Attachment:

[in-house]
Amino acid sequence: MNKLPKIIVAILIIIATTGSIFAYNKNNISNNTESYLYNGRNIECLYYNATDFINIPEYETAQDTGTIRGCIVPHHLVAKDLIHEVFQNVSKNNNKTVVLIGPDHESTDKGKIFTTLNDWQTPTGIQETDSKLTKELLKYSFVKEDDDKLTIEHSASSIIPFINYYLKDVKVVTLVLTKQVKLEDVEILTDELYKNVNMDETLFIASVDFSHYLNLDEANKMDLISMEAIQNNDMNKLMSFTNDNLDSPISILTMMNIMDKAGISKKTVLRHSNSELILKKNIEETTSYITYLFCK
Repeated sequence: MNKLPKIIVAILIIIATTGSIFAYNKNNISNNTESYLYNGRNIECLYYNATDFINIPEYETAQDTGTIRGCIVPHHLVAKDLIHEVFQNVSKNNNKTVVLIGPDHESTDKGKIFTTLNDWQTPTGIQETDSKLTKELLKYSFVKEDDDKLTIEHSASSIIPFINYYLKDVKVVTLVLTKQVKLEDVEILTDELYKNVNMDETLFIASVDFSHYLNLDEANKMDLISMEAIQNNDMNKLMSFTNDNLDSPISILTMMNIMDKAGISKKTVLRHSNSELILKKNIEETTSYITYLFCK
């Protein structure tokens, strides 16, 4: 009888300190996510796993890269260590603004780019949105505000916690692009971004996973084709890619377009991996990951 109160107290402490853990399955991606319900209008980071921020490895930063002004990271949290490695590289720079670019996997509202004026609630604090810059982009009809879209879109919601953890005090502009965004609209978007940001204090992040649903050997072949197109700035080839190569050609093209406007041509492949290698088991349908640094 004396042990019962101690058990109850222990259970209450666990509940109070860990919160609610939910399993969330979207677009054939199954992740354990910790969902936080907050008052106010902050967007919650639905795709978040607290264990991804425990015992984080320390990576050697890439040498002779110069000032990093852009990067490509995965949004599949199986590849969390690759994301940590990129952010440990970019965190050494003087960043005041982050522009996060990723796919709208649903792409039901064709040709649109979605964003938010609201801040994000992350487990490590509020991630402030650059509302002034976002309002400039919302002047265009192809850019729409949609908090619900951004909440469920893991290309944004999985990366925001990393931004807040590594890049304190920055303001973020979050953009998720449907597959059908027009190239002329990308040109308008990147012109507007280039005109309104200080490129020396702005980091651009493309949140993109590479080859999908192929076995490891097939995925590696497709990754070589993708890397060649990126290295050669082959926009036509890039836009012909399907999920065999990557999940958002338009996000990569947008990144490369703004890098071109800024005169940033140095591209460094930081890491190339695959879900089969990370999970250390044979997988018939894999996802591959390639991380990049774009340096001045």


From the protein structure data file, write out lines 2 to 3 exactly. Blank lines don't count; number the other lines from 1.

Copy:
Amino acid sequence: MNKLPKIIVAILIIIATTGSIFAYNKNNISNNTESYLYNGRNIECLYYNATDFINIPEYETAQDTGTIRGCIVPHHLVAKDLIHEVFQNVSKNNNKTVVLIGPDHESTDKGKIFTTLNDWQTPTGIQETDSKLTKELLKYSFVKEDDDKLTIEHSASSIIPFINYYLKDVKVVTLVLTKQVKLEDVEILTDELYKNVNMDETLFIASVDFSHYLNLDEANKMDLISMEAIQNNDMNKLMSFTNDNLDSPISILTMMNIMDKAGISKKTVLRHSNSELILKKNIEETTSYITYLFCK
Repeated sequence: MNKLPKIIVAILIIIATTGSIFAYNKNNISNNTESYLYNGRNIECLYYNATDFINIPEYETAQDTGTIRGCIVPHHLVAKDLIHEVFQNVSKNNNKTVVLIGPDHESTDKGKIFTTLNDWQTPTGIQETDSKLTKELLKYSFVKEDDDKLTIEHSASSIIPFINYYLKDVKVVTLVLTKQVKLEDVEILTDELYKNVNMDETLFIASVDFSHYLNLDEANKMDLISMEAIQNNDMNKLMSFTNDNLDSPISILTMMNIMDKAGISKKTVLRHSNSELILKKNIEETTSYITYLFCK